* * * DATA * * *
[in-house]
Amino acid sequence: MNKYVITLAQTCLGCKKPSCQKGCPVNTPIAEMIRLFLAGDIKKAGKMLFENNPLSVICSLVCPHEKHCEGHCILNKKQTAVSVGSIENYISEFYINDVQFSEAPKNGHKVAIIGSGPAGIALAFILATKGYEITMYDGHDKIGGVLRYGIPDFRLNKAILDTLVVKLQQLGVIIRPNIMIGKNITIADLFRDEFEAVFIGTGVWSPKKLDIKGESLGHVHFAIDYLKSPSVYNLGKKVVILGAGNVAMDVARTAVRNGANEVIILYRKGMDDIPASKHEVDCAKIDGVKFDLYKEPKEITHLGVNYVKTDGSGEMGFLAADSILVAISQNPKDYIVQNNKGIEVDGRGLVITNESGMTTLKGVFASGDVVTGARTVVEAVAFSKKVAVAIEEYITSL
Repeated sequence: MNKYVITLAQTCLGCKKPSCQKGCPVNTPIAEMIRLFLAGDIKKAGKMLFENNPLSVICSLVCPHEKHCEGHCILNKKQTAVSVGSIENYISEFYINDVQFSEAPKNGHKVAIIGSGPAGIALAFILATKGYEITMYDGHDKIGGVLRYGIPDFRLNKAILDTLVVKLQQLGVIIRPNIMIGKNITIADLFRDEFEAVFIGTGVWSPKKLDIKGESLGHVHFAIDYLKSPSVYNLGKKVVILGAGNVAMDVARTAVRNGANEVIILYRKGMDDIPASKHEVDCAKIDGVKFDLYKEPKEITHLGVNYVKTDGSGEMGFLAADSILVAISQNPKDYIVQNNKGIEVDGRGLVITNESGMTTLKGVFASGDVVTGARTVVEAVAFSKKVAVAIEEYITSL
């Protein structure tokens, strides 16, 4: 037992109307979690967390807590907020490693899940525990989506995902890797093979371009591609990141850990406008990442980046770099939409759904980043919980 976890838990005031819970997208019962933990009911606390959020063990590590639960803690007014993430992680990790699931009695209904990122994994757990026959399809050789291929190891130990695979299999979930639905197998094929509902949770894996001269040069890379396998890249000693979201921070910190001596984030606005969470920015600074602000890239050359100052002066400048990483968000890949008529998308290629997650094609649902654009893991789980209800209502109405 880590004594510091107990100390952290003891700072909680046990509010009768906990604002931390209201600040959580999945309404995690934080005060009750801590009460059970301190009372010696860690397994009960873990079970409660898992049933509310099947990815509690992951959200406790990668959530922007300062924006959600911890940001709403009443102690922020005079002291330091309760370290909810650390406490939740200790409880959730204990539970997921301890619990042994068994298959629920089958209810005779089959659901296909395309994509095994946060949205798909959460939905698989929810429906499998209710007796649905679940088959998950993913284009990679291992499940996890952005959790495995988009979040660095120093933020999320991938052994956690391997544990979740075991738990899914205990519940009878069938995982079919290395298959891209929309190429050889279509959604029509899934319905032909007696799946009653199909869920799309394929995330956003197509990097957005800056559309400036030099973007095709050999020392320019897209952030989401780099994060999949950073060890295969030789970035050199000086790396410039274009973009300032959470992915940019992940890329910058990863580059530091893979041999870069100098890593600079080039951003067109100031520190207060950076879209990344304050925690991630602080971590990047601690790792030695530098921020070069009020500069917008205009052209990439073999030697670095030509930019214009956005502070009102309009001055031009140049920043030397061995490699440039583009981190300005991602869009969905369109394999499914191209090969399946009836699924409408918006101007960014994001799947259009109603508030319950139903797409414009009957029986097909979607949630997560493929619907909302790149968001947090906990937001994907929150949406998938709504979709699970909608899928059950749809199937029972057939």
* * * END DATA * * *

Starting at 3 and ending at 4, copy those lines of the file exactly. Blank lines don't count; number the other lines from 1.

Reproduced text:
Repeated sequence: MNKYVITLAQTCLGCKKPSCQKGCPVNTPIAEMIRLFLAGDIKKAGKMLFENNPLSVICSLVCPHEKHCEGHCILNKKQTAVSVGSIENYISEFYINDVQFSEAPKNGHKVAIIGSGPAGIALAFILATKGYEITMYDGHDKIGGVLRYGIPDFRLNKAILDTLVVKLQQLGVIIRPNIMIGKNITIADLFRDEFEAVFIGTGVWSPKKLDIKGESLGHVHFAIDYLKSPSVYNLGKKVVILGAGNVAMDVARTAVRNGANEVIILYRKGMDDIPASKHEVDCAKIDGVKFDLYKEPKEITHLGVNYVKTDGSGEMGFLAADSILVAISQNPKDYIVQNNKGIEVDGRGLVITNESGMTTLKGVFASGDVVTGARTVVEAVAFSKKVAVAIEEYITSL
């Protein structure tokens, strides 16, 4: 037992109307979690967390807590907020490693899940525990989506995902890797093979371009591609990141850990406008990442980046770099939409759904980043919980 976890838990005031819970997208019962933990009911606390959020063990590590639960803690007014993430992680990790699931009695209904990122994994757990026959399809050789291929190891130990695979299999979930639905197998094929509902949770894996001269040069890379396998890249000693979201921070910190001596984030606005969470920015600074602000890239050359100052002066400048990483968000890949008529998308290629997650094609649902654009893991789980209800209502109405 880590004594510091107990100390952290003891700072909680046990509010009768906990604002931390209201600040959580999945309404995690934080005060009750801590009460059970301190009372010696860690397994009960873990079970409660898992049933509310099947990815509690992951959200406790990668959530922007300062924006959600911890940001709403009443102690922020005079002291330091309760370290909810650390406490939740200790409880959730204990539970997921301890619990042994068994298959629920089958209810005779089959659901296909395309994509095994946060949205798909959460939905698989929810429906499998209710007796649905679940088959998950993913284009990679291992499940996890952005959790495995988009979040660095120093933020999320991938052994956690391997544990979740075991738990899914205990519940009878069938995982079919290395298959891209929309190429050889279509959604029509899934319905032909007696799946009653199909869920799309394929995330956003197509990097957005800056559309400036030099973007095709050999020392320019897209952030989401780099994060999949950073060890295969030789970035050199000086790396410039274009973009300032959470992915940019992940890329910058990863580059530091893979041999870069100098890593600079080039951003067109100031520190207060950076879209990344304050925690991630602080971590990047601690790792030695530098921020070069009020500069917008205009052209990439073999030697670095030509930019214009956005502070009102309009001055031009140049920043030397061995490699440039583009981190300005991602869009969905369109394999499914191209090969399946009836699924409408918006101007960014994001799947259009109603508030319950139903797409414009009957029986097909979607949630997560493929619907909302790149968001947090906990937001994907929150949406998938709504979709699970909608899928059950749809199937029972057939």